Suppose I have some prior $\pi(\theta)$, from which I draw $N$ samples, each having parameter $\theta_i$. These $\theta_i$'s are known to me. Suppose that one of these samples (unknown to me which) generates some data $y$, following some likelihood $\mathcal{L}(y|\theta)$. Now, I can try to identify which $i$ generated the $y$ by calculating evidences of each $i$ generating the data $y$. The true $i$ will then usually have the highest evidence.

The question that I am interested in is: how predictive is this data $y$ to getting the right $i$? How often can I expect to get it right, and with what certainty? I am essentially asking: what the information content that $y$ gives me for identification?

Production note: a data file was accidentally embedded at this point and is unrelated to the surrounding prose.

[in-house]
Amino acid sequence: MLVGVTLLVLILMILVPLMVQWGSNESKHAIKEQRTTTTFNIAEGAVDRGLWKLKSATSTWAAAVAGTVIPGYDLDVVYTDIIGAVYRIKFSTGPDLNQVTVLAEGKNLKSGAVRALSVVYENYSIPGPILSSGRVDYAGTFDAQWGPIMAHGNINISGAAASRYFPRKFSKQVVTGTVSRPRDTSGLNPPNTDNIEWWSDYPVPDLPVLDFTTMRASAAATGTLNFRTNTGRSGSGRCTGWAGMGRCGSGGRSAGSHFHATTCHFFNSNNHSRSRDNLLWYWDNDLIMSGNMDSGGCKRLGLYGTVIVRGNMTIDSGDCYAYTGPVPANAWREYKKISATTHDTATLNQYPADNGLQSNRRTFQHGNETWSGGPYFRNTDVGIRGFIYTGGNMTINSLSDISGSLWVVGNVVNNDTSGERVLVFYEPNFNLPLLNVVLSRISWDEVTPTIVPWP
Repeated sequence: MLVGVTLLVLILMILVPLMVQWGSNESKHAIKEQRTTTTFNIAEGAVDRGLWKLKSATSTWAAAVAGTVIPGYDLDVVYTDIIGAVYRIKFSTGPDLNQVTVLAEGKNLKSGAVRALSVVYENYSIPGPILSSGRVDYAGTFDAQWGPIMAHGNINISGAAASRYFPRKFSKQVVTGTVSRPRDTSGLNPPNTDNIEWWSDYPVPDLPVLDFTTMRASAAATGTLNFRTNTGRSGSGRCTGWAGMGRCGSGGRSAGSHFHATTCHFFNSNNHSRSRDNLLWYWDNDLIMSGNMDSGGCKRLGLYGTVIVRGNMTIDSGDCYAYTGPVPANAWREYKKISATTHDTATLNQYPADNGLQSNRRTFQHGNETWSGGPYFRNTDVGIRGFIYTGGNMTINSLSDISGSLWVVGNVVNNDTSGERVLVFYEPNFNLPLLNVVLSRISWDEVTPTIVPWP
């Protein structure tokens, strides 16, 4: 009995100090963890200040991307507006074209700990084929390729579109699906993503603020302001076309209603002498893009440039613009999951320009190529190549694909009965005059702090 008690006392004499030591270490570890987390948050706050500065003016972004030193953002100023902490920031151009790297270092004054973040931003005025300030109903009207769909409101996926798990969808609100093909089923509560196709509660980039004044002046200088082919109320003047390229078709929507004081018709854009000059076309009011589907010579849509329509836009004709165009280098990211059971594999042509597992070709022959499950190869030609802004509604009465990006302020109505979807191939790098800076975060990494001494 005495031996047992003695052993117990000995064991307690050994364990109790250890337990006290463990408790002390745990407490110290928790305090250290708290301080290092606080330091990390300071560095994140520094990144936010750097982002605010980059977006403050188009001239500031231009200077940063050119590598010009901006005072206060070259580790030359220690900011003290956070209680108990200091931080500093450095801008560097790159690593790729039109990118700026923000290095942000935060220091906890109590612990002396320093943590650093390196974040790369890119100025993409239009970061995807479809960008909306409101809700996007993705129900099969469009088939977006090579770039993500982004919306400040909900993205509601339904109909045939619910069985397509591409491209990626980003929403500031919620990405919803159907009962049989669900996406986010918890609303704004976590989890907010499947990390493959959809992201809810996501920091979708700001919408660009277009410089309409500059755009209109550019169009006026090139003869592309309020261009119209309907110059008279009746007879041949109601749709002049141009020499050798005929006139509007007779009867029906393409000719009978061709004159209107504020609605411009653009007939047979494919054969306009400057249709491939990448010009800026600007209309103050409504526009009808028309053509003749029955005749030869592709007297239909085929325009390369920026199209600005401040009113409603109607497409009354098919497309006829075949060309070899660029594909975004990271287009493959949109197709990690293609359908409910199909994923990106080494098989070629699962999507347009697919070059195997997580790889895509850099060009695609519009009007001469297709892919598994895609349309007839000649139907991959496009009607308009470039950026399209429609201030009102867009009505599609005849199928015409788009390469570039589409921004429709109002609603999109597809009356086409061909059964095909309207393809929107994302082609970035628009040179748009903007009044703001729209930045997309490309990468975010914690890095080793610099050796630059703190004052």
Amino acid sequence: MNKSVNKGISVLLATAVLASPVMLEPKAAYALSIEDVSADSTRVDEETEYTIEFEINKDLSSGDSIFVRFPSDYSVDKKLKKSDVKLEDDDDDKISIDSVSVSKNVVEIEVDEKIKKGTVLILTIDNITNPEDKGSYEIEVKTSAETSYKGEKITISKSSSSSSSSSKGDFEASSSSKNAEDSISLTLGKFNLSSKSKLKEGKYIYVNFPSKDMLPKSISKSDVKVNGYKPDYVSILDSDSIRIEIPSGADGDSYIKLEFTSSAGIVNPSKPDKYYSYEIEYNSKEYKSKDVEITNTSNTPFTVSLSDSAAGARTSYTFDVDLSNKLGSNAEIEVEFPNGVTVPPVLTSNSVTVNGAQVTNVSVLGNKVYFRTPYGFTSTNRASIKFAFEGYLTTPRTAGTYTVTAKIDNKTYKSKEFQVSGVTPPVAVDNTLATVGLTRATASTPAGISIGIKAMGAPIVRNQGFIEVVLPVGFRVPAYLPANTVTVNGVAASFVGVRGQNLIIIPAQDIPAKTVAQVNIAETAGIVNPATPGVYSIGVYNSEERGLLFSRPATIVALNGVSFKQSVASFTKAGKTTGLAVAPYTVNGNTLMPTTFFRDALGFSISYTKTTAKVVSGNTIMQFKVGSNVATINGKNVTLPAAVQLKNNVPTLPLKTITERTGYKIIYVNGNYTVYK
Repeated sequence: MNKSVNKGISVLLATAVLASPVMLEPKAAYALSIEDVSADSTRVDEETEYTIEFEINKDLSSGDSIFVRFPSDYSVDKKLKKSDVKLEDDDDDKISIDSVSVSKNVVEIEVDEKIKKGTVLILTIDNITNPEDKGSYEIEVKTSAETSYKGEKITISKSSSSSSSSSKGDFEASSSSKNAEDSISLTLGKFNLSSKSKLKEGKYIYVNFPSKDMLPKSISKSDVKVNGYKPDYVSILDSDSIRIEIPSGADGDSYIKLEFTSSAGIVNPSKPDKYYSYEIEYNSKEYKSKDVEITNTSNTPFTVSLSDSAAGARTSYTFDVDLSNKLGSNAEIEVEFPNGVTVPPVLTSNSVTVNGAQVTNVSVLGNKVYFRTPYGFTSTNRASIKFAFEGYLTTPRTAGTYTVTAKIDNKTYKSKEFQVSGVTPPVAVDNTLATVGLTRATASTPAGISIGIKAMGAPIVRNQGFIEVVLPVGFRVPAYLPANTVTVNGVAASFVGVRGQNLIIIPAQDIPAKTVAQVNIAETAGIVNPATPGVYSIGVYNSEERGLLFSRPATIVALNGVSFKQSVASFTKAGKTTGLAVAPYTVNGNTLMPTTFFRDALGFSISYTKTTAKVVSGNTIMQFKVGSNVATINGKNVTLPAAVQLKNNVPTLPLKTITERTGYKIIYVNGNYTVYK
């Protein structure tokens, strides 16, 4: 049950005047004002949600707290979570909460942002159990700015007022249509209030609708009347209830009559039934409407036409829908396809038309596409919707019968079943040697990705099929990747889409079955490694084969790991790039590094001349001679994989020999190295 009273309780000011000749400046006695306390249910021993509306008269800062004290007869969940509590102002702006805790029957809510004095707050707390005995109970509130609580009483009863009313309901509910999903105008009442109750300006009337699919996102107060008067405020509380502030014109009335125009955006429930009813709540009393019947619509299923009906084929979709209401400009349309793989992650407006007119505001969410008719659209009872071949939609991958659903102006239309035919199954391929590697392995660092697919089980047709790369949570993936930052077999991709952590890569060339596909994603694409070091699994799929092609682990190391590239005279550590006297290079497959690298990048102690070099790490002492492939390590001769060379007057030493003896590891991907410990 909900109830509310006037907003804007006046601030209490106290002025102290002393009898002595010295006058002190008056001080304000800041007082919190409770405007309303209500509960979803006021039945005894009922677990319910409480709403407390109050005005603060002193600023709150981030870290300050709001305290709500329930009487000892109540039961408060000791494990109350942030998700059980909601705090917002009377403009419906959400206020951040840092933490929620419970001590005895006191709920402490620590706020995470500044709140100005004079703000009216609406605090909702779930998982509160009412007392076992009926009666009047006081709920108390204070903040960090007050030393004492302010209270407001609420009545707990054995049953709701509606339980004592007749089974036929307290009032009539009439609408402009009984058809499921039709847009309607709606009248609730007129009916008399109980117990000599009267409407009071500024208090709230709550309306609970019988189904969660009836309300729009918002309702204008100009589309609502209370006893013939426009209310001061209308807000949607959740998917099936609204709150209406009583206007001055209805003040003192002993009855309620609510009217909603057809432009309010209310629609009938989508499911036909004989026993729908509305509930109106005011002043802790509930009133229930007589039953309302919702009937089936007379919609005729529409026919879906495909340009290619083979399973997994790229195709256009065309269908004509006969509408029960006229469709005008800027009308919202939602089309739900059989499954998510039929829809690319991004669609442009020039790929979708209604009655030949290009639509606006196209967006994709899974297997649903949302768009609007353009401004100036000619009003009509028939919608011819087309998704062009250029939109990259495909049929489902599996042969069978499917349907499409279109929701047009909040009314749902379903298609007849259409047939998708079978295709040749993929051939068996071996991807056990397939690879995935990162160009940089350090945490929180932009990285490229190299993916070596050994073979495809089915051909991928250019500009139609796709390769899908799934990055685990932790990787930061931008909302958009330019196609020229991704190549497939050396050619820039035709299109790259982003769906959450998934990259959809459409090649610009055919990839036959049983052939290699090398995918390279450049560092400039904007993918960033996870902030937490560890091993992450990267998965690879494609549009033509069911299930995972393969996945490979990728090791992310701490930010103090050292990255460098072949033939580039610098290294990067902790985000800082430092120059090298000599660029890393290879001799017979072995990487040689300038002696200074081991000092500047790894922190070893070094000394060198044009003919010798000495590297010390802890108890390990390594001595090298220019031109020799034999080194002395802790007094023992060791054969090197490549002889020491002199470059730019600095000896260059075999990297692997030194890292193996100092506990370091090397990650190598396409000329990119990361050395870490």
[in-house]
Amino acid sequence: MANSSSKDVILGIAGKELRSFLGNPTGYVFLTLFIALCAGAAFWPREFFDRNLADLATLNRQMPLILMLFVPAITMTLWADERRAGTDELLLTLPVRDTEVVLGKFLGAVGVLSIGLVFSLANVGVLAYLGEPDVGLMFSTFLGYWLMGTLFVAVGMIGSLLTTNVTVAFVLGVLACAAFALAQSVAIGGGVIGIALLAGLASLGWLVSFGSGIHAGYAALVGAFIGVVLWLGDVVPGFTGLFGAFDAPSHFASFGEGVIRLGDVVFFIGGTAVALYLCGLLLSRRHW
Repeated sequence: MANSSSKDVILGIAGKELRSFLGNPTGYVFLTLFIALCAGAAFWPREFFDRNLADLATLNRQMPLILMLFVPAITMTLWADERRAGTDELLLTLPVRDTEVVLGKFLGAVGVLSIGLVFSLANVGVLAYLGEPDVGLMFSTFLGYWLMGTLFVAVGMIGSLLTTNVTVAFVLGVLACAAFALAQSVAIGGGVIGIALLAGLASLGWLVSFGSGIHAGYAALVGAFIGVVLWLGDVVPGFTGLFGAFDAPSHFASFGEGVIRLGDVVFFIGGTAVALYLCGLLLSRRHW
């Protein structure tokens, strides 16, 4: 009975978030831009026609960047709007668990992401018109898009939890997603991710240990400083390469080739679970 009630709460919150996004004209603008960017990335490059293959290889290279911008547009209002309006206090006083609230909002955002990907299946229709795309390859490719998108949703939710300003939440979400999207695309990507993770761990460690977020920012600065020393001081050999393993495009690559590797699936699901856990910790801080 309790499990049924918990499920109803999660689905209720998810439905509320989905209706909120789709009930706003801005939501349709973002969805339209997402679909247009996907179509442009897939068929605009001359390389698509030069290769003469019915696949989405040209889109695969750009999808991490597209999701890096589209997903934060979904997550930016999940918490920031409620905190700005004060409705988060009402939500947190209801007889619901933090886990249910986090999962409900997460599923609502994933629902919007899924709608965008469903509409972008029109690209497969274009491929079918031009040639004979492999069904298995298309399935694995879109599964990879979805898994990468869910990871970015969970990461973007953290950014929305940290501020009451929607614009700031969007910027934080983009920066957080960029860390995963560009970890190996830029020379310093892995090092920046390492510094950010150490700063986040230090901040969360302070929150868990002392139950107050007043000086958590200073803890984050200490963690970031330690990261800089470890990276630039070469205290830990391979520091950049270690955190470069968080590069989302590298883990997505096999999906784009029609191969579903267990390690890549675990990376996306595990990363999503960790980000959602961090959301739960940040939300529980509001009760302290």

One way (possibly not a good one of looking at this) is with some information theory-like arguments, so a possible avenue I thought of:

I could calculate the relative entropy (KL-divergence) of the prior to the posterior, $D_{KL}(p(\theta|y)||\pi(\theta))$. This can be converted to a factor, for example, if the information is a factor of 50, I would say that I can expect to identify the right $i$ out of a sample of $N=50$. Is that right? What is the actual relation between accuracy and $N$ given some information as quantified by the relative entropy? Is there a way of quantifying this?

Another way to go about this might be by looking at the distributions of the evidences given a wrong datapoint and a right datapoint, but how to go about this, I am also unsure of.

I feel like stuff this must have been done before, so relevant references would also be appreciated!


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